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Brawn tastes dream 1-2 debut

JENSON Button led Brawn GP to an astonishing one-two at the season-opening Australian Grand Prix yesterday in Formula One's most successful team debut for 55 years.

The 29-year-old Briton, written off by some after two dismal seasons with Honda, cemented a fairy-tale comeback that left team owner Ross Brawn lost for words in Melbourne.

Brazilian teammate Rubens Barrichello started and finished second, but only after Red Bull's Sebastian Vettel and BMW-Sauber's Robert Kubica drove each other off the track while fighting for the runner-up position with three laps to go.

The safety car came out and led the field until the final corner of the race.

McLaren's world champion Lewis Hamilton, starting last on the grid after a catastrophic gearbox failure in qualifying, showed his fighting spirit by clawing his way back to third place while the Ferraris of Felipe Massa and Kimi Raikkonen failed to finish.

"It wasn't my best race, but I still won," said Button, whose teammate got off to a terrible start after he hit the anti-stall button and fell to seventh.

No Formula One team had won on its debut since Wolf in 1977 while the last to secure the top two places first time out was Mercedes, Brawn's current engine supplier, in 1954.

Fifty-five years on, Button and Barrichello followed in the footsteps of the great Argentine champion Juan Manuel Fangio and Germany's Karl Kling.

Button led from pole to checkered flag, despite two safety car periods, to take his first victory since Hungary in 2006 and score more points in a single afternoon than he had in two years with Honda.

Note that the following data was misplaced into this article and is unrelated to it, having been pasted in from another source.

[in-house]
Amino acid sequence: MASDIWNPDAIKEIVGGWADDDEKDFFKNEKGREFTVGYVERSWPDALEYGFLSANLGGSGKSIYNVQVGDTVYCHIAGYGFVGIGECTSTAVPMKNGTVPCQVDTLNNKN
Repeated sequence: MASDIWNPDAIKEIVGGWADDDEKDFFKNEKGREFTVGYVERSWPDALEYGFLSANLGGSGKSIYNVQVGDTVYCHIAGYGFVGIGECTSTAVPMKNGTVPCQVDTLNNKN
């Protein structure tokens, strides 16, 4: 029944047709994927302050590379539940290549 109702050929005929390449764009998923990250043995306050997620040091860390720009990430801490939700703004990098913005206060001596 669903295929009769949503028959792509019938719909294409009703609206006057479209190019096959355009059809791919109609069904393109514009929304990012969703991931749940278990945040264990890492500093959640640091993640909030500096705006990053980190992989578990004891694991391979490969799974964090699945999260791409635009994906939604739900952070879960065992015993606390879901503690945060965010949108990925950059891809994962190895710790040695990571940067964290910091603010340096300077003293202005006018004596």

The victory marked a remarkable turnaround for a team which was fighting for its Formula One survival earlier this year after Honda pulled out.

With Barrichello well behind in fourth place, the one-two looked an impossible dream until Kubica tried to pass Vettel on the outside and Vettel drove into him.

Brawn was stunned. "You don't find Ross speechless very often," said Button. "But in the last 15 minutes I'd be surprised if he said a word. The big bear was just speechless."

Italian Jarno Trulli, who had started 19th and in the pit lane for Toyota, finished third but was demoted to 12th after stewards ruled he had overtaken Hamilton illegally.

"We scored way more points than we could have realistically expected," said Hamilton.

Germany's Timo Glock, who started behind Trulli in the pit lane after Toyota was disqualified from qualifying for using an illegal rear wing, was elevated to fourth ahead of Renault's Fernando Alonso and Williams' Nico Rosberg.

Toro Rosso's Swiss rookie Sebastien Buemi became the 58th driver to score on his debut with seventh place while French teammate Sebastien Bourdais took the final point.


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